European Union leaders have agreed an embargo on Russian crude oil imports that will take full effect by end-2022, but Hungary and two other landlocked Central European states secured exemptions for the pipeline imports they rely on.
The ban, agreed overnight after weeks of wrangling, aims to halt 90% of Russia’s crude imports into the 27-nation bloc by year-end.
It is the toughest sanction yet on Russia for its invasion of Ukraine, and one that will itself affect the EU, where energy prices have spiked and inflation is running at close to a double-digit clip.
Russia accounted for just over a quarter of EU oil imports in 2020, while Europe is the destination for nearly half of Russia’s crude and petroleum product exports.
“The sanctions have one clear goal: To prompt Russia to end this war, to withdraw its troops, and to agree a sensible and fair peace with Ukraine,” German Chancellor Olaf Scholz said.
The oil embargo follows an earlier ban on Russian coal and allows the bloc to impose a sixth round of sanctions that includes cutting Russia’s biggest bank, Sberbank, off from the Swift international transaction system.
Ukrainian President Volodymyr Zelensky said that once the sixth round was in place “we’ll immediately start preparing the seventh” round. He predicted the embargo would strip Russia of tens of billions of Euros.
“In the end there should be no meaningful economic relations left between the free world and the terrorist state,” he said in a late night address on Tuesday.
Zelensky had earlier criticised what he called an “unacceptable” delay of more than 50 days since the EU’s previous package.
French President Emmanuel Macron said nothing could be ruled out regarding further sanctions, although other leaders rejected the idea of banning purchases of Russian gas, on which Europe heavily depends.
EU countries will have six months to stop imports of seaborne Russian crude and eight months for refined products.
That timeline will start once the sanctions are formally adopted, which EU states aim to do this week.
The deal was reached only after the EU’s other leaders agreed to give Hungary a free pass.
Two-thirds of the Russian oil imported by the EU comes by tanker and the rest through the Druzhba pipeline.
Poland and Germany are among the pipeline importers, but have pledged to stop buying Russian oil by the end-2022.
Landlocked Hungary, Slovakia and the Czech Republic all get their Russian oil from Druzhba and account for the 10% of imports temporarily exempted from the embargo.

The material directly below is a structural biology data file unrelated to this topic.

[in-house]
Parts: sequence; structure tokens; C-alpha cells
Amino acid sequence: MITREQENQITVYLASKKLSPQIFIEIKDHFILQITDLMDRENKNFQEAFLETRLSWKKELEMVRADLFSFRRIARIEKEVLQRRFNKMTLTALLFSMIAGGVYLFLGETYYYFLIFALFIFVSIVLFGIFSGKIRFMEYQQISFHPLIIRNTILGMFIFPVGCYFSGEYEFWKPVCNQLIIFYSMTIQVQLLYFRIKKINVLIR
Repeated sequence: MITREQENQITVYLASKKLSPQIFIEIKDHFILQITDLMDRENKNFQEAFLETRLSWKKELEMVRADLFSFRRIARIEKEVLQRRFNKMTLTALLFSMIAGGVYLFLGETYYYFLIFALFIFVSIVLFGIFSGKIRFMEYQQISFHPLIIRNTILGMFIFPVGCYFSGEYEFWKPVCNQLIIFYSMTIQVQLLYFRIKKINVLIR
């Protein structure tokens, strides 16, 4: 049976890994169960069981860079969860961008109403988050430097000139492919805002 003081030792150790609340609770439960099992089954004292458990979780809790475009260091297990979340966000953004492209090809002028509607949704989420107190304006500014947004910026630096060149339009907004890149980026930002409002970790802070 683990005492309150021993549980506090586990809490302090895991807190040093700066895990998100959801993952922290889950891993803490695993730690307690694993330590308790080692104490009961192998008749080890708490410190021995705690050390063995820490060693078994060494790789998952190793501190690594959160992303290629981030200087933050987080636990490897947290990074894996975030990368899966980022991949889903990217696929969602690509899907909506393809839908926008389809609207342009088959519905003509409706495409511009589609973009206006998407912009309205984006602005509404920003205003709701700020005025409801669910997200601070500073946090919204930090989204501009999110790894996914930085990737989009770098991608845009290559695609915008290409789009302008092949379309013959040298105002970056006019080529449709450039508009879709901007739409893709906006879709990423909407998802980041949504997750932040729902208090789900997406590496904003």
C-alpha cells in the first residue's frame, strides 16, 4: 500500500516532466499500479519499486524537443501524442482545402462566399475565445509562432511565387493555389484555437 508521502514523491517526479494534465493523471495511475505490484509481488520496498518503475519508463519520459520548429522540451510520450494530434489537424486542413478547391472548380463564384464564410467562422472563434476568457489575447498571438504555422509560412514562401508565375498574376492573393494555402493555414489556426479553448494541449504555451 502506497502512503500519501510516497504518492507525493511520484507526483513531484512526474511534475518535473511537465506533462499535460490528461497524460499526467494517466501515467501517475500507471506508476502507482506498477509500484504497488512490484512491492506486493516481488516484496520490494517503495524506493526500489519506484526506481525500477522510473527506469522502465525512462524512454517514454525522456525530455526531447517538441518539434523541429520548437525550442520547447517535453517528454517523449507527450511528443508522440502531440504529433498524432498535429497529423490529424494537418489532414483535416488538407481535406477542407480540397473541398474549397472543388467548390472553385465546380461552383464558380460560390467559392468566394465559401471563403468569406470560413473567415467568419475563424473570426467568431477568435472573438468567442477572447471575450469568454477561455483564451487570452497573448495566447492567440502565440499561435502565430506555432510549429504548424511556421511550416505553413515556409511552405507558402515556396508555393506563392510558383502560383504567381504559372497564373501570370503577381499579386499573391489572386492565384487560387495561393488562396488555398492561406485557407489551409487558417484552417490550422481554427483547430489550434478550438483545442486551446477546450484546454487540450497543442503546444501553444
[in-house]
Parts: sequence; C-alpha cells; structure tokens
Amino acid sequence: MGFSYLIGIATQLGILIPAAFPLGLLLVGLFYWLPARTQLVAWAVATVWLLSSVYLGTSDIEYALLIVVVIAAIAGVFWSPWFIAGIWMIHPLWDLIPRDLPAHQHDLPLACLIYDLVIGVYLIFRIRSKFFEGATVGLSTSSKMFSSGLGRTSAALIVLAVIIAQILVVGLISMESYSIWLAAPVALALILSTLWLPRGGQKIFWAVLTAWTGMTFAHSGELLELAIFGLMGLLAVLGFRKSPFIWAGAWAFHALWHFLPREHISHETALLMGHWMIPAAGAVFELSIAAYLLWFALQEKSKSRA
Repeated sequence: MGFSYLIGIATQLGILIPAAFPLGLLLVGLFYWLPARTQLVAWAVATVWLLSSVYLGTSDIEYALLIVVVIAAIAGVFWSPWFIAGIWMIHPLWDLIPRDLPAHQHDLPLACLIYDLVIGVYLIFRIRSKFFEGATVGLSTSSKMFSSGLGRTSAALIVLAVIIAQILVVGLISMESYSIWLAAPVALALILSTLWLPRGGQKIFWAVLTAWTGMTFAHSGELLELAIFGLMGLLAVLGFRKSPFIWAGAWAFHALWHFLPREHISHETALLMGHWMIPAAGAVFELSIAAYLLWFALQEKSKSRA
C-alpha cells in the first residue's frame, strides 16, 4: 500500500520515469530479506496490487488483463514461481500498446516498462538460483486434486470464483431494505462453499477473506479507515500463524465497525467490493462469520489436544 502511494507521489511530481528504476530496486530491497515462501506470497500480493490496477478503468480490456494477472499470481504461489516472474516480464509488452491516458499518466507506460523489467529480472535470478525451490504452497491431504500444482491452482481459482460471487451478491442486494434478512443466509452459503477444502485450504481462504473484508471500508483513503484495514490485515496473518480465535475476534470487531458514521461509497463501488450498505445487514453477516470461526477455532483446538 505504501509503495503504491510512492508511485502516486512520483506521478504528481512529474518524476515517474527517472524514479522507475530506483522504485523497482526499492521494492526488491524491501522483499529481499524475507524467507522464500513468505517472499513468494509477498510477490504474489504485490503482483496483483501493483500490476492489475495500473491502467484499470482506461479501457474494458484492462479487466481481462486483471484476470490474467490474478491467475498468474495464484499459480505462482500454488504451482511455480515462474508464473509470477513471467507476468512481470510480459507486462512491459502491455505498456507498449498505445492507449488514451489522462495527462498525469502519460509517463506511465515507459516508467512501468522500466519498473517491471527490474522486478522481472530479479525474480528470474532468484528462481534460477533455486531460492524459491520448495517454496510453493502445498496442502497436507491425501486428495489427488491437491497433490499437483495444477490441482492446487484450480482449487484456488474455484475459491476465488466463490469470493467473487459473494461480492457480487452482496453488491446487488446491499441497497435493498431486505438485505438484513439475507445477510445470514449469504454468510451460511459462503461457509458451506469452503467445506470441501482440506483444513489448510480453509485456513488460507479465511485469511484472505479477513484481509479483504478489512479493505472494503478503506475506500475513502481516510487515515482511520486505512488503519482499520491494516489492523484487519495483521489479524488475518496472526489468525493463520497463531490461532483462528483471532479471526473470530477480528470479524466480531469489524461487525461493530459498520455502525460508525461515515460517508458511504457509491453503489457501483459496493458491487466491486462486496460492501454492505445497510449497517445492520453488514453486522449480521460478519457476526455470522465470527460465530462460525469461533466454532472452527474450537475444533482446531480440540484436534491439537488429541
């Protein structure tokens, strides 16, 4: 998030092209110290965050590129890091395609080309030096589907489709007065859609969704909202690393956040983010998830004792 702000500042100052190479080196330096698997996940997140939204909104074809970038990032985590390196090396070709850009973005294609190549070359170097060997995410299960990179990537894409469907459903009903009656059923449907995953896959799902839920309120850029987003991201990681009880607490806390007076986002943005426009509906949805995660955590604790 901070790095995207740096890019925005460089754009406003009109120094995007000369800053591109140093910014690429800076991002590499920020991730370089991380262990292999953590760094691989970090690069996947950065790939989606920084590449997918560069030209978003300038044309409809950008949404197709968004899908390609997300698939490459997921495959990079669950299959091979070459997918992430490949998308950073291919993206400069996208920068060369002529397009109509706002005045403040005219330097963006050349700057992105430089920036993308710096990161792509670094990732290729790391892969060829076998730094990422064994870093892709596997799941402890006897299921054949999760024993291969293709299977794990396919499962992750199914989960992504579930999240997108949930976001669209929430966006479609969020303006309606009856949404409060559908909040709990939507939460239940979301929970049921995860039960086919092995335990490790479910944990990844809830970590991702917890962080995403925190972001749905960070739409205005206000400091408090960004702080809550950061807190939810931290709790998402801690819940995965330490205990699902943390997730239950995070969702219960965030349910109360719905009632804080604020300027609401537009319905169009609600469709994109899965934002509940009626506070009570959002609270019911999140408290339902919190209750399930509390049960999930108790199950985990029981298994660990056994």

Bulgaria said it had also secured an exemption until end-2024, since its refinery is designed to receive only Russian crude. Oil prices rose after the agreement, adding to inflation, which already hit a record 8.1% year-on-year in euro zone countries this month.
Ursula von der Leyen, head of the bloc’s executive commission, said the package would also ban EU firms from insuring or reinsuring ships carrying Russian oil.
Several countries already want to start work on a seventh round, but Austrian Chancellor Karl Nehammer said it could not include Russian gas, which covers a third of EU needs.
“Russian oil is much easier to compensate for… gas is completely different,” Nehammer said.
Russian analysts and traders said the phasing-in of the embargo gave Moscow time to find new customers in Asia.
“Although the measures announced by the European Union look threatening, we don’t see a crippling impact on the Russian oil sector – neither imminent, nor in six months,” analysts at Sinara Investment Bank said.
EU leaders also asked the commission to explore options to tackle soaring energy prices. These include “temporary import price caps”, which should be explored with international partners, their conclusions said.
They also endorsed a commission plan to wean the EU off all Russian fossil fuels within years through a faster rollout of renewable energy, improvements in saving energy, and more investments in energy infrastructure.
And they called for better EU-wide contingency planning in case of further gas supply shocks. Moscow on Tuesday cut gas supplies to the Netherlands for rejecting its gas-for-roubles scheme, having already cut off Poland, Bulgaria and Finland.